I can't see forced formation positioning. I can see optional "keep at distance from" settings a player could chose to enable. What I can really see is a visable "box" emanating from the group commander in roughly the shape the formation should take. People in the formation "box" get bonuses based on the goal of the formation.
Characters with he correct skill level can see other formations that they aren't a part of. By default commanders would have that as part of their command skill.
Commanders can designate 'enemy' formations as targets and players get whatever attack bonus is appropriate vs that formation compared to theirs. And to 'enemy' actually in that opposing formations box.
A possible offshoot is that formation bonus could scale with:
This gives some incentive to try and break up enemy formations using various tactics.
Commanders at higher levels could place 'order' flags (with appropriate UI elements) to different formations. Think Total War games and the 'yellow' UI that makes where units are ordered to go vs where they currently are.
By using a 'box' system player's are encouraged to stick roughly to their formation but have some latitude to move independently within that zone. The tighter the boxes, the more people in the group, and the more people actually inside that formation box the higher the bonuses. Thus formation commanders will need to blance tightness with the abilty of their troops to actually engage.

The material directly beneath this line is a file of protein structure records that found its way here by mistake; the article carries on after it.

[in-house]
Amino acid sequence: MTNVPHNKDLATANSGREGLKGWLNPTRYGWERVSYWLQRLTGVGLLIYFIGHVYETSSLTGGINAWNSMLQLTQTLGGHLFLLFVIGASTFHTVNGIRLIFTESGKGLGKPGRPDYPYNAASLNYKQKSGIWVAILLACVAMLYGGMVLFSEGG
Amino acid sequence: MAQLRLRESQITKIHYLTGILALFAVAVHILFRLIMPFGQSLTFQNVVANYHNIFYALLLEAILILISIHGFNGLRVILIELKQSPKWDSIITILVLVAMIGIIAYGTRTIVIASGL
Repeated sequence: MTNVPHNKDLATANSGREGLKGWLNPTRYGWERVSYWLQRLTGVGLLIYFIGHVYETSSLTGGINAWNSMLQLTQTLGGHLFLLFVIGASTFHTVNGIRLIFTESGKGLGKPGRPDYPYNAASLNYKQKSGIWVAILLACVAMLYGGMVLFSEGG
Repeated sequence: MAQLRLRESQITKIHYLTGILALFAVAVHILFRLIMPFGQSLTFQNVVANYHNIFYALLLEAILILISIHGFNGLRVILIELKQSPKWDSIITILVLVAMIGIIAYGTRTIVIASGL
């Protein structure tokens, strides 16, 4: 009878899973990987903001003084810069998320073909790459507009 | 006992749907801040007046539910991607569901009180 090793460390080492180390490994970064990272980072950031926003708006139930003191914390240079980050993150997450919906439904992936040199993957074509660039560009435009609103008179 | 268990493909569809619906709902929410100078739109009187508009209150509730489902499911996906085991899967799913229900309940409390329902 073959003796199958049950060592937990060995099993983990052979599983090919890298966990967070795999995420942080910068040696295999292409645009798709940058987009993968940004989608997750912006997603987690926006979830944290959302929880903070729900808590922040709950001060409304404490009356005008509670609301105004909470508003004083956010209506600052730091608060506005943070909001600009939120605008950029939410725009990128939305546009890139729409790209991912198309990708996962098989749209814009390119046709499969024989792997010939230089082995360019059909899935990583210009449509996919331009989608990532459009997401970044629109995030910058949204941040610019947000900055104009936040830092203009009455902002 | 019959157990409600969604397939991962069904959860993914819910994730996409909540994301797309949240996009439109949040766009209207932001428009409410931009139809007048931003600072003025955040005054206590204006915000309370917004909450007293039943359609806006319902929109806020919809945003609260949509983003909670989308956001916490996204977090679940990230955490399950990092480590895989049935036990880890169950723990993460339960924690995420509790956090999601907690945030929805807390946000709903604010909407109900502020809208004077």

This all assumes some degree of physical blockage or collision prevention by characters that prevents 100 players from standing "in" each other.
That is the way they are doing it :P . There are repair kits.
At least for field repairs while adventuring. It is possible they'll add more costly repairs for more powerful items beyond simple swords and armor.
I also don't see why this wouldn't act like any other fantasy setting where stuff just poofs away over time. After all monsters just somehow magically have all kinds of Coin and lootz they get out of no where. :P
The "fueling" guards with basic items comes from days for being a fuel runner for Player owned Stations in EVE. If you had gun emplacements you had to put ammo in them along with other "consumables" the station needed. Why not make simple items being a requirement to have Settlements spawn AI guards. If EVE let you spawn AI ships as guards out of a PoS or even full 0.0 Station or system police then I'm sure it would either have taken the same amount of credits to buy the ship on open market, or require those actually ships be in stock for station to "consume."
Worse then in EVE, in PFO I could see AI guards getting into trouble with AI monsters and being killed. See Majesty: Fantasy Kingdom Simulator. My guards were always getting killed by Ratmen invasions for the sewer outlets. It was often left to my guard towers to Arrow them to death. Which in PFO could require bowmen (armed with bows you provide) with a sufficient supply of arrows.
See, no end of opportunities to create need and drain the market of basic resources that lower end/stater crafters could help fill.
Repairs will be done with various repair kits. Swords will likely use whetstones, Armor get armor repair kits. These are needed to keep gear at 100% effectiveness which degrades over time with use. Making and selling repair kits will obviously be a big bulk of basic crafting.